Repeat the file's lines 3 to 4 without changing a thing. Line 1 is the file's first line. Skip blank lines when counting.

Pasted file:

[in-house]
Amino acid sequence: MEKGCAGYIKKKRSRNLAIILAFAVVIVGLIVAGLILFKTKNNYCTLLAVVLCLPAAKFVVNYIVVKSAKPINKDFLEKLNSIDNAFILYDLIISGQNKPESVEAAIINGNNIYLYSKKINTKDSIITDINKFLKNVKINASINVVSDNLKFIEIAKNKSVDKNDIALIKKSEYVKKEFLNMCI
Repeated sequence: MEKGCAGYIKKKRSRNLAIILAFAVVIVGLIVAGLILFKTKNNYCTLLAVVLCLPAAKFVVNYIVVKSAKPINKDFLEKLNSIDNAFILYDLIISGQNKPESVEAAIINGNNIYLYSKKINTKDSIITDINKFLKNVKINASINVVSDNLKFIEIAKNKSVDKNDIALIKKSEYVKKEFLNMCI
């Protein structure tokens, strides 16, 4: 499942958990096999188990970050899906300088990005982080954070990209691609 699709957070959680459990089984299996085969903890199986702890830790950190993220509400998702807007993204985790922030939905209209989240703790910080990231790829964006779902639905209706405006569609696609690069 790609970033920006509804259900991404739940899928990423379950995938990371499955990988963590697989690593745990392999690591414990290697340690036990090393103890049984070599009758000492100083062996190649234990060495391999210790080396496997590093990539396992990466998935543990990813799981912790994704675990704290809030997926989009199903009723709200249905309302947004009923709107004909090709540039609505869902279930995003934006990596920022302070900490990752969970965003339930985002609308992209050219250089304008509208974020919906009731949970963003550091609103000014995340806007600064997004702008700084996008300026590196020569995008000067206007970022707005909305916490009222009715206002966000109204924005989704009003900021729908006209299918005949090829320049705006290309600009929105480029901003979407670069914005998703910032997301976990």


Repeated sequence: MEKGCAGYIKKKRSRNLAIILAFAVVIVGLIVAGLILFKTKNNYCTLLAVVLCLPAAKFVVNYIVVKSAKPINKDFLEKLNSIDNAFILYDLIISGQNKPESVEAAIINGNNIYLYSKKINTKDSIITDINKFLKNVKINASINVVSDNLKFIEIAKNKSVDKNDIALIKKSEYVKKEFLNMCI
């Protein structure tokens, strides 16, 4: 499942958990096999188990970050899906300088990005982080954070990209691609 699709957070959680459990089984299996085969903890199986702890830790950190993220509400998702807007993204985790922030939905209209989240703790910080990231790829964006779902639905209706405006569609696609690069 790609970033920006509804259900991404739940899928990423379950995938990371499955990988963590697989690593745990392999690591414990290697340690036990090393103890049984070599009758000492100083062996190649234990060495391999210790080396496997590093990539396992990466998935543990990813799981912790994704675990704290809030997926989009199903009723709200249905309302947004009923709107004909090709540039609505869902279930995003934006990596920022302070900490990752969970965003339930985002609308992209050219250089304008509208974020919906009731949970963003550091609103000014995340806007600064997004702008700084996008300026590196020569995008000067206007970022707005909305916490009222009715206002966000109204924005989704009003900021729908006209299918005949090829320049705006290309600009929105480029901003979407670069914005998703910032997301976990």